“The hospital did not act on the data showing eight of 11 pharmacy technicians failed the test,” wrote the state inspectors, who work on behalf of the U.S. Centers for Medicare and Medicaid Services. “These failures resulted in the potential from 1/1/15 to 8/18/15 for 7,301 patients to be exposed to preventable infections from 4,322 contaminated IV medications.”

In addition, the state inspection reports said the hospital’s chief nursing officer and an administrator confirmed that the infection-control officer falsified a checklist for observing designated practices in the operating rooms. In one example, she altered a 2013 form to make it appear that surveillance was done in 2015, the state found.

The infection-control officer “acknowledged altering and falsifying the [operating rooms] audit record to make it appear as though she was current in her surveillance of that department. She informed them that she had not performed any audits in the [operating rooms] in 2015 and that the year just got away from her,” according to the state records.

Paradise Valley declined to identify the infection control official. It told inspectors that the employee was terminated because “unethical behavior is not acceptable and not tolerated.”

In addition to the hospital’s poor maintenance of hygiene in the pharmacy, it “failed to ensure that the special care nursery, operating room and the emergency department were maintained to ensure an acceptable level of cleanliness, safety and quality,” the state inspectors said.

State officials also cited Paradise Valley for other deficiencies related to medications.

The hospital’s staff failed to adequately review physician orders and put some patients at risk for overdoses on narcotic pain medications, the state said. Paradise Valley also failed to discard some expired drugs and didn’t have medications available in the operating room for potential emergencies.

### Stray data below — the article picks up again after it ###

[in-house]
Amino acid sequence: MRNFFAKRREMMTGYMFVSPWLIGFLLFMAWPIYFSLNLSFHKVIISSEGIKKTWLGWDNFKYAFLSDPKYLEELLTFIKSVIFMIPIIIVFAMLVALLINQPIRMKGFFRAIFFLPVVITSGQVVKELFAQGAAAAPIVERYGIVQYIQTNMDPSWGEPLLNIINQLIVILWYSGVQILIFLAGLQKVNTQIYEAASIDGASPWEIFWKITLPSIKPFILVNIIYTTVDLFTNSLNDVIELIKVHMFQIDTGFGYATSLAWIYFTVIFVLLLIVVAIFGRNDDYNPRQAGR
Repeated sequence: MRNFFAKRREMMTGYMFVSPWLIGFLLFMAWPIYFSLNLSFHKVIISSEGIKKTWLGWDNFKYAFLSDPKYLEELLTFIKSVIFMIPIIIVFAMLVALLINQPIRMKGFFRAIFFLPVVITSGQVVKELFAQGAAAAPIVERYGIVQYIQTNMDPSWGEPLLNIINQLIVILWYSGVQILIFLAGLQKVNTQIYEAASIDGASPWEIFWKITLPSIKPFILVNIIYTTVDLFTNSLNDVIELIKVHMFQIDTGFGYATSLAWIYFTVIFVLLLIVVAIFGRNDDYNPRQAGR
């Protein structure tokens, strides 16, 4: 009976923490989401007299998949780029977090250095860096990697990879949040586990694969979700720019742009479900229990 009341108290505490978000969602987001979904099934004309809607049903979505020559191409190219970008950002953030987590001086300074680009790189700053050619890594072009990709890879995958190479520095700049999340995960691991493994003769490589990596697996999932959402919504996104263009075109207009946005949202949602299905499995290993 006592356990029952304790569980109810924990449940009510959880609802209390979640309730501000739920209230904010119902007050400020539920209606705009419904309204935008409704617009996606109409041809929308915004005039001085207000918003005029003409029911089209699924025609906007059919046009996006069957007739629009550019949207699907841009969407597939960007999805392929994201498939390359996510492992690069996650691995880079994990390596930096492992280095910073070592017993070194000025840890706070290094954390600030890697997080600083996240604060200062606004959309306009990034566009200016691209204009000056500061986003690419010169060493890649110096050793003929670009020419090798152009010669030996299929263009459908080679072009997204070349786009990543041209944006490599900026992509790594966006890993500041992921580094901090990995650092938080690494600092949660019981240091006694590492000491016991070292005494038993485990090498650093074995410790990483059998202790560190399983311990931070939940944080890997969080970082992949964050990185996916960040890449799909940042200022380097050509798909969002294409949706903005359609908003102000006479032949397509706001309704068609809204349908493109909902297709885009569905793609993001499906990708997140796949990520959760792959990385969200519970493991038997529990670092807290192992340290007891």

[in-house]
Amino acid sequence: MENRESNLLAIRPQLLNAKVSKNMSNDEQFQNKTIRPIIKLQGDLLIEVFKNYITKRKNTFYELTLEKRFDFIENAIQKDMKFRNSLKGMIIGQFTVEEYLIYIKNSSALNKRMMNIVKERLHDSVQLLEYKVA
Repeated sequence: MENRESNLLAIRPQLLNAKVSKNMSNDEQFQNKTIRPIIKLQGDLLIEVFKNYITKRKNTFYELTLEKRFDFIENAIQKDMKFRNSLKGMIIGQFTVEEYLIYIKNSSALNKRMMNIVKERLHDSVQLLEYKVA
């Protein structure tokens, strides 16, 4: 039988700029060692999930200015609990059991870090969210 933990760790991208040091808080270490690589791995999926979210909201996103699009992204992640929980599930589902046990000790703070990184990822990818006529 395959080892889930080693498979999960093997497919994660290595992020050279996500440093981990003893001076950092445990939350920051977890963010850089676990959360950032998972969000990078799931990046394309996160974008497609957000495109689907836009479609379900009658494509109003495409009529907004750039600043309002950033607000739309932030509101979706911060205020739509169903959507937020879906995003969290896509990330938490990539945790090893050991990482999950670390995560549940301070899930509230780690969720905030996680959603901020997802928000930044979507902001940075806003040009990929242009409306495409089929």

Paradise Valley said it has taken measures to correct the range of problems cited by inspectors. The hospital pledged, for instance, to work on its compliance rate for hand-washing. In May 2015, 62 percent of staff were observed performing proper hand hygiene. That was worse than the 2014 rate of 65 percent and far short of the hospital’s goal of 100 percent.

The hospital also told state officials that it had instituted a new cleaning process for the compounding area and began ordering some medications from outside the hospital until technicians in the pharmacy met the appropriate standards, according to state records.

Last year, the U.S. Health and Human Services’ inspector general issued a report calling for better oversight of compounded drugs in hospitals and urging stricter inspections.

Susan Dolan, president of the Association for Professionals in Infection Control and Epidemiology, said the government findings at Paradise Valley indicate several safety breakdowns that could endanger patients.

“There are standards hospital pharmacies should be following to prevent contamination,” said Dolan, an epidemiologist at Children’s Hospital in Aurora, Colorado. “Any deviation can affect patients in a negative way, even including death.”

Prime Healthcare, based in Ontario, has become one of the nation’s largest health systems by acquiring financially struggling hospitals across the country. It runs 43 hospitals in 14 states. The company purchased Paradise Valley Hospital in 2007.

This story was produced by Kaiser Health News, which publishes California Healthline, a service of the California Health Care Foundation.